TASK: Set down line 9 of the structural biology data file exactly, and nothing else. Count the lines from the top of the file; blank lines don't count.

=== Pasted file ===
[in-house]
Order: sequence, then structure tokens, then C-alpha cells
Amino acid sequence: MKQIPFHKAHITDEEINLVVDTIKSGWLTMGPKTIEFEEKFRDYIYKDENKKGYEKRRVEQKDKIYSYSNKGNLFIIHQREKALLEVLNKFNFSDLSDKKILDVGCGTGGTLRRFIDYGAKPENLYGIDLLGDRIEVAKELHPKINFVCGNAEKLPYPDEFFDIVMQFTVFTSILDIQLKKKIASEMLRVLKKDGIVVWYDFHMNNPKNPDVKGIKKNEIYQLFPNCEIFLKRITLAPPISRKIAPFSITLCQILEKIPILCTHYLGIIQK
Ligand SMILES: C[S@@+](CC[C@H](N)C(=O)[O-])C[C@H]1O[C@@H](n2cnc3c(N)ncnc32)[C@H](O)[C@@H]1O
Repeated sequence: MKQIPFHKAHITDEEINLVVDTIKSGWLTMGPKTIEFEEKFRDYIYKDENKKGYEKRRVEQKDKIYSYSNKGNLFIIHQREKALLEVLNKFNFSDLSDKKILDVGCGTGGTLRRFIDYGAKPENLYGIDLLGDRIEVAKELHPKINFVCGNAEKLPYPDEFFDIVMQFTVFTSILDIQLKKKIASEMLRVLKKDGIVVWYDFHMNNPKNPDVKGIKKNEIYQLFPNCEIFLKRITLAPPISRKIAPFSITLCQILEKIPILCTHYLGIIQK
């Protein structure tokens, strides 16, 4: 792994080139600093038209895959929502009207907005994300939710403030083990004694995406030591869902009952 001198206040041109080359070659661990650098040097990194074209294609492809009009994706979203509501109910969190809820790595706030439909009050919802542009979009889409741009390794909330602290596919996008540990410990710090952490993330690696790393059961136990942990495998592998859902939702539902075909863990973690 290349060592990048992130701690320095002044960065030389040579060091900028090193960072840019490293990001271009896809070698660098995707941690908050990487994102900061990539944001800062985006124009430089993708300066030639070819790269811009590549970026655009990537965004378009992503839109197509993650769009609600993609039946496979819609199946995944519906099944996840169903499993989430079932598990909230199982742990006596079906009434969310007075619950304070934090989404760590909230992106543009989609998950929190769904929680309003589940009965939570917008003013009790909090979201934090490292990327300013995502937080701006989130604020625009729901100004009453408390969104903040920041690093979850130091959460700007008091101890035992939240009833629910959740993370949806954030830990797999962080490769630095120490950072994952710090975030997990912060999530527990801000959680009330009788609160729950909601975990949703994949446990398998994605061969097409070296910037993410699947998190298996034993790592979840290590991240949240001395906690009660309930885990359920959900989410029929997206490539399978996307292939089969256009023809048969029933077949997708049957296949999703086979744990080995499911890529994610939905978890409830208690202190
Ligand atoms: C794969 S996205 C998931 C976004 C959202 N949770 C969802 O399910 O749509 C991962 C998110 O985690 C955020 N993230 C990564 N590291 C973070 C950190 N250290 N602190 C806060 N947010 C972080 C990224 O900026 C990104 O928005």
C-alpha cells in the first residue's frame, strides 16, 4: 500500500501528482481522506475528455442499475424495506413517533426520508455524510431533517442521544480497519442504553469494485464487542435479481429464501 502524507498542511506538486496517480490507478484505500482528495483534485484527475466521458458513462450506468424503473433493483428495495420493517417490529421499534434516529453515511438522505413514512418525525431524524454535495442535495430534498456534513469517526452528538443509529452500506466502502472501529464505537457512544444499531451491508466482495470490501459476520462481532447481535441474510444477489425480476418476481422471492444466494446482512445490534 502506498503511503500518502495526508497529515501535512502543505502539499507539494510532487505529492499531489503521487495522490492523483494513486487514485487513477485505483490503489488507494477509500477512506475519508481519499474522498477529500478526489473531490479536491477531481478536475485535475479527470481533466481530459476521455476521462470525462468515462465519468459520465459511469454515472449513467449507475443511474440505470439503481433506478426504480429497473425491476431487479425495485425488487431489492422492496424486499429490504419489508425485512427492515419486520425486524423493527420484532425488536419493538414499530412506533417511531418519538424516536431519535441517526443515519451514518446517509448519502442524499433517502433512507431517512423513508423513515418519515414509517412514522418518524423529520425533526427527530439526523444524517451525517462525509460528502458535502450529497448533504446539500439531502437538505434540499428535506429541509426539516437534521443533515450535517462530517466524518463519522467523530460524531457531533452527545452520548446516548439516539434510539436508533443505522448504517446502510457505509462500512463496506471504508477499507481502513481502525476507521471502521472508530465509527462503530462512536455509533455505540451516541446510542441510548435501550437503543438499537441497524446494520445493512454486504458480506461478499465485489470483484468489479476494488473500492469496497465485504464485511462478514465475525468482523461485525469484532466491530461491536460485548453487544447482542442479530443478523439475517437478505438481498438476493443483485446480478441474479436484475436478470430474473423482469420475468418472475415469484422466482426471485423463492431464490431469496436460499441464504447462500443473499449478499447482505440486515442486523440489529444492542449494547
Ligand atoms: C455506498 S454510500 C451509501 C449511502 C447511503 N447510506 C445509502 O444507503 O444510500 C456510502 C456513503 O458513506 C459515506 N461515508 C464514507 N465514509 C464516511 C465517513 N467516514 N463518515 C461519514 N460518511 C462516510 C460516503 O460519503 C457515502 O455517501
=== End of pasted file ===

Ligand atoms: C455506498 S454510500 C451509501 C449511502 C447511503 N447510506 C445509502 O444507503 O444510500 C456510502 C456513503 O458513506 C459515506 N461515508 C464514507 N465514509 C464516511 C465517513 N467516514 N463518515 C461519514 N460518511 C462516510 C460516503 O460519503 C457515502 O455517501